A Southland fish exporter says using electricity to indiscriminately stun fish was like ‘‘tasering a two-month-old baby’’.
Mossburn Enterprises owner Victor Thompson said many organisations in Southland regularly used electricity to stun fish in fresh water.
A 240-volt generator with a strong electric pulse stunned every fish within a 3.5 metre radius, Mr Thompson said.
‘‘It’s like tasering a two-month-old baby.’’
The sudden impact could dislodge the backbone of a fish, he said.
Some fish, like eels, could be buried under mud and gravel so when they were stunned they would not rise to the surface and were stunned repeatedly, he said.
Fish and Game senior fish and game officer Zane Moss said Fish and Game had used a backpack electrofisher in Southland for more than 20 years.
Fish and Game used electrofishing to survey the abundance and health of fish in Southland waterways.
The electrical current forced the fishes muscles to activate and made them swim towards the current, Mr Moss said.
Stunned fish where then netted out of the charged waterway and placed into a bucket of water, where they quickly recovered, he said.
Electrofishing was commonplace in New Zealand and used by the Conservation Department, NIWA and regional councils, he said.
The current used to stun the fish was so small that a Fish and Game officer had electrofished barefooted in a remote waterway because they forgot to put gumboots in the helicopter, he said.
The National Institute of Water and Atmospheric Research (Niwa) group manager Marty Bonnett said Niwa had about 10 backpack electrofishers across New Zealand.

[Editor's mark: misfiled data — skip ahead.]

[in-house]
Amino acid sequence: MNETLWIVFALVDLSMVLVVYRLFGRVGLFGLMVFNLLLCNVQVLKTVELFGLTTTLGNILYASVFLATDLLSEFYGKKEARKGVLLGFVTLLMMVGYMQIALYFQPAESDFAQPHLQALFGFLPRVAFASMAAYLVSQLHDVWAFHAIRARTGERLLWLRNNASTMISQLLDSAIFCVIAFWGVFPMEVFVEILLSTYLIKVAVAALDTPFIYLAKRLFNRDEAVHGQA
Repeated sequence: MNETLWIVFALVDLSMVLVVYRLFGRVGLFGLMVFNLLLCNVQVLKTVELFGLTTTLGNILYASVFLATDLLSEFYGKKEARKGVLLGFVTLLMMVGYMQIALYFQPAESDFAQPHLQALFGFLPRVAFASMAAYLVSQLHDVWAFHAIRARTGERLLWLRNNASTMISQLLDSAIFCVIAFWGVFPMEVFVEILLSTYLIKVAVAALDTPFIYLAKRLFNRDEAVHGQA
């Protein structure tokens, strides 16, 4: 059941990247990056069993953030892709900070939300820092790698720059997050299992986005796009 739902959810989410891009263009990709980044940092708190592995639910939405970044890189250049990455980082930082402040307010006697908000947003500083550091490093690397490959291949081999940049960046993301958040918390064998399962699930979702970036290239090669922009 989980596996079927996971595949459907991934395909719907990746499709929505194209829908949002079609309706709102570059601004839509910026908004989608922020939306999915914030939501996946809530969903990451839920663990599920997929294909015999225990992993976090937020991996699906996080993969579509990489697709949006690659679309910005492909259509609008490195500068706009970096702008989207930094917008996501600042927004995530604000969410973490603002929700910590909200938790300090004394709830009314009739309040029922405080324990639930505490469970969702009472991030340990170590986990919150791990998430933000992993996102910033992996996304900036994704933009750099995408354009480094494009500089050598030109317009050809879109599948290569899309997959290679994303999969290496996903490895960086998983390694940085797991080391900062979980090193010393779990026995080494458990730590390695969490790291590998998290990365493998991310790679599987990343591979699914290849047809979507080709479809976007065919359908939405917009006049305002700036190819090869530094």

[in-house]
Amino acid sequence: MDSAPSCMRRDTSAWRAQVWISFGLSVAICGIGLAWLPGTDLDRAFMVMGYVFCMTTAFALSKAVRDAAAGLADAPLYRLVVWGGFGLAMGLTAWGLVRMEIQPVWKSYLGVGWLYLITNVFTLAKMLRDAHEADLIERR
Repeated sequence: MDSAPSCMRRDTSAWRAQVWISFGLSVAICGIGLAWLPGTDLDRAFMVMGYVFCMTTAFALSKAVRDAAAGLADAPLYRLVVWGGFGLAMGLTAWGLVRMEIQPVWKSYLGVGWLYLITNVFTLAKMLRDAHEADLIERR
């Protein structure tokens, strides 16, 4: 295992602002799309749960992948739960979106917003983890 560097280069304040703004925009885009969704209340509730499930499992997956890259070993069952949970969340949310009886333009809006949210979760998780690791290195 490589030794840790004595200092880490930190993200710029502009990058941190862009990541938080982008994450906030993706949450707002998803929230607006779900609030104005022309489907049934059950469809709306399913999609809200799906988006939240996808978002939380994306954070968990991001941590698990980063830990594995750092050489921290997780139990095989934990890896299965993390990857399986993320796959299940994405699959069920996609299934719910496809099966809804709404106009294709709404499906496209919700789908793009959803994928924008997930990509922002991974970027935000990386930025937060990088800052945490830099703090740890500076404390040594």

Electrofishing could cause spinal damage to trout, Mr Bonnett said.
The electric current caused an unnatural action in the fish that could dislocate the spine, he said.
The backpacks were most effective in less than 1-metre of water and released a charge like a bright light bulb, he said.
Bigger fish got a bigger charge because they had more surface area, so an adult eel got more of a shock than a whitebait, he said.
Waikato University technical manager of biological science Dudley Bell said the university owned a 4.5-metre long electrofishing boat.
The boat released a 3-metre-wide charge, up to 1000 watts, and and was used in lakes and rivers across the North Island.
The boat usually released a 10 minute charge of electricity in the water but he had seen a five second charge stun 50 carp when electrofishing in Huntly, Mr Dudley said.
Electrofishing was a better way to catch fish than nets because nets indiscriminately killed fish, he said.